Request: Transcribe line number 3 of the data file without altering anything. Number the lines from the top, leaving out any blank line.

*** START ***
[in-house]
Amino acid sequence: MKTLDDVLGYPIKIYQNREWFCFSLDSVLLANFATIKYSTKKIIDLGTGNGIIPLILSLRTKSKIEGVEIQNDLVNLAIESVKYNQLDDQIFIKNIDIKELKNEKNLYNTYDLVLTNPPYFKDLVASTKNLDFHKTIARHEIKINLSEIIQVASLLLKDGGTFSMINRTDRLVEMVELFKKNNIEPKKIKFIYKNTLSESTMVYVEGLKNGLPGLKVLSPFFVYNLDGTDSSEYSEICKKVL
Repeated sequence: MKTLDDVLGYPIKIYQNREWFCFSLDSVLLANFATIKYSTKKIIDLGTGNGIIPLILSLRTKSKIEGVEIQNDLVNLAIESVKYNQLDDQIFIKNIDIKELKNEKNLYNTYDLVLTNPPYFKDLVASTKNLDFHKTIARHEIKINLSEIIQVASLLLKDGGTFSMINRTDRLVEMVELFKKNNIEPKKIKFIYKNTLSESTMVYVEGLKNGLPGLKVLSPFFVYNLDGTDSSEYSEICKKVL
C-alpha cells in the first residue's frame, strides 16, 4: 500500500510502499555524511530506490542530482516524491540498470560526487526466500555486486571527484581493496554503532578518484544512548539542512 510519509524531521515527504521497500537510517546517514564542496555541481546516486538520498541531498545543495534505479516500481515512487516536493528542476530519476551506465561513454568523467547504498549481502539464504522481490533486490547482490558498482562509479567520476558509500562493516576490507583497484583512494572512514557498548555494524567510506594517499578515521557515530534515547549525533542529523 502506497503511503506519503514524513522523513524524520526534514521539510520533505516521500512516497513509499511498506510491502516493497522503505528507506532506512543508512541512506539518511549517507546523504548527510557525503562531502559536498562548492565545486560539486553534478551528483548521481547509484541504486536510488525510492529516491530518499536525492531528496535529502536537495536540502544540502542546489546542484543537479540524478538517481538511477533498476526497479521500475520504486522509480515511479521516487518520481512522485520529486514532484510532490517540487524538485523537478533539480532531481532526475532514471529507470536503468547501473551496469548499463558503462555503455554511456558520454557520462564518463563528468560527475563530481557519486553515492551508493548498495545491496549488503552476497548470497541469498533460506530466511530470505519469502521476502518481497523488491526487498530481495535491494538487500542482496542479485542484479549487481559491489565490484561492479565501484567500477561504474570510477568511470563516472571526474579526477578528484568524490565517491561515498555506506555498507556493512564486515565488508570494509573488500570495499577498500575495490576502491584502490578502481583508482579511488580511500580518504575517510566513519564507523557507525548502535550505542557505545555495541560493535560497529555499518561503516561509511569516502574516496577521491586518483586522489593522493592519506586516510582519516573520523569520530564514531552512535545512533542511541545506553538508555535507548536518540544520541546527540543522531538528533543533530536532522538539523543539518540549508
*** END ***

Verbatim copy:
Repeated sequence: MKTLDDVLGYPIKIYQNREWFCFSLDSVLLANFATIKYSTKKIIDLGTGNGIIPLILSLRTKSKIEGVEIQNDLVNLAIESVKYNQLDDQIFIKNIDIKELKNEKNLYNTYDLVLTNPPYFKDLVASTKNLDFHKTIARHEIKINLSEIIQVASLLLKDGGTFSMINRTDRLVEMVELFKKNNIEPKKIKFIYKNTLSESTMVYVEGLKNGLPGLKVLSPFFVYNLDGTDSSEYSEICKKVL